That morning, however, when I arrived over Toquart Bay, the ceiling had dropped to 600 feet. Barely enough to clear the 275-foot Douglas fir growth along the banks of the Toquart River. Much too low to use the circling to land approach and requiring a down-wind straight-in “must-land” approach from the sea. I only had a few seconds to decide as we approached the river flowing into the bay. As the river came into view, I could see over the trees and all the way to the end of the lake, so I decided to go for the straight-in downwind landing. The wind was light, and we touched down with 1,000 feet to spare and right in front of the cabin where I planned to remain overnight if we got weathered in. 

The cabin was cleverly built on 12-foot wooden pilings. The combined height of the pilings and the fact that they were based 20 feet up the rocky slope from the shoreline positioned the floor of the cabin 32 feet above the lake’s average level. It provided a good margin of safety from the heavy west coast storms that could easily raise the level of the lake 1 foot per hour during heavy rains, as the lake was a virtual bowl surrounded by mountain streams.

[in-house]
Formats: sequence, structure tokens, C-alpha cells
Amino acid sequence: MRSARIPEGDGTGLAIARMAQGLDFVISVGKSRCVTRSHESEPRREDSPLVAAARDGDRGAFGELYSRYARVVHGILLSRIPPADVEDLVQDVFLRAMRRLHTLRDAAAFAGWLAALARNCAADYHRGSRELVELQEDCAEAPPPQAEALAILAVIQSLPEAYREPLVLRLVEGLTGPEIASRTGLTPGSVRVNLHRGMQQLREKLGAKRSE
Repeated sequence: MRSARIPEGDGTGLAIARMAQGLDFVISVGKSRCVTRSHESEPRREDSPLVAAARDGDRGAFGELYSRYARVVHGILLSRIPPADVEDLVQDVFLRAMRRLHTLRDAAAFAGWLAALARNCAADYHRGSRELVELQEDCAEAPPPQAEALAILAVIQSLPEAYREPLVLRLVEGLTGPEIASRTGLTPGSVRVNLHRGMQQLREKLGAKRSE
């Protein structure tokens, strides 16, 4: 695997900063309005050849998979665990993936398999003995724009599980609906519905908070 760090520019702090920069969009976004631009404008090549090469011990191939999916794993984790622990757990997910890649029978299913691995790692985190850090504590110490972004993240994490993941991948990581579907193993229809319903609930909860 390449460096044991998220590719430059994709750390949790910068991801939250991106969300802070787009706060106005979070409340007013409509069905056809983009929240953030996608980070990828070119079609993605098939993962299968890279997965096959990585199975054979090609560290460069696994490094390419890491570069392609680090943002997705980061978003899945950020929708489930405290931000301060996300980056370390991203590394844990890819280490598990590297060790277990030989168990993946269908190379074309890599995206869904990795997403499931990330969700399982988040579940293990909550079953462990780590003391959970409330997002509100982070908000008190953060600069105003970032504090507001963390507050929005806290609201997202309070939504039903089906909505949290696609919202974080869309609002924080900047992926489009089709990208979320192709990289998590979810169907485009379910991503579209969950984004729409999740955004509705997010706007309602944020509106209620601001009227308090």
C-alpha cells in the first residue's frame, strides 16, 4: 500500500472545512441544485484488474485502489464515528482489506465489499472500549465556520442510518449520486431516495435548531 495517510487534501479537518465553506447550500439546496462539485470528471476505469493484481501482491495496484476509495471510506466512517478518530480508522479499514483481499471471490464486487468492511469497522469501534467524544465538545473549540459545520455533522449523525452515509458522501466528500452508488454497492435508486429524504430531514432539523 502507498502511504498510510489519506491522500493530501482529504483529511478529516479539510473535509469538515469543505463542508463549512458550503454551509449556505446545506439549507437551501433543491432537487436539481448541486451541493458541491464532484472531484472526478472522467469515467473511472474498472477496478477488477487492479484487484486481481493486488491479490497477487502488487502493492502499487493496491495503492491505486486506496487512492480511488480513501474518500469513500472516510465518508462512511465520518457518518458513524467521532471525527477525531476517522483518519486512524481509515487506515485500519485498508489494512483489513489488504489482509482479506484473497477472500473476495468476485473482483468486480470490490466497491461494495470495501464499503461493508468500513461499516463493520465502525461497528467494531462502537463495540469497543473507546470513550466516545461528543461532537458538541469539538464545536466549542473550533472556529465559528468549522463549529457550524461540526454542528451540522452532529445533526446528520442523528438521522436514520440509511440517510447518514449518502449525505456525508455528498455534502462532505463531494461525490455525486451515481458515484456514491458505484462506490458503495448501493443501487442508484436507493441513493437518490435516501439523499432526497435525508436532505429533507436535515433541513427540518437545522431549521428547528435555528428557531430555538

We taxied back to the lake’s outlet, tied the plane to shoreline trees and walked downstream to the fabulous steelhead fishing holes. As we struggled to work our way downstream in our slippery waders along the rocky trail, we watched the ceiling drop to 400 feet, sealing off the landing approach over the stream we had just flown over to get in.

Good news: There would be no competition from other fly-in anglers, and the stream was flowing high and fast—just what the steelhead needed to swim upstream from the sea—and the pools were filled with fish. Bad news: It was pouring with rain, and the fast-flowing stream made wading very dangerous.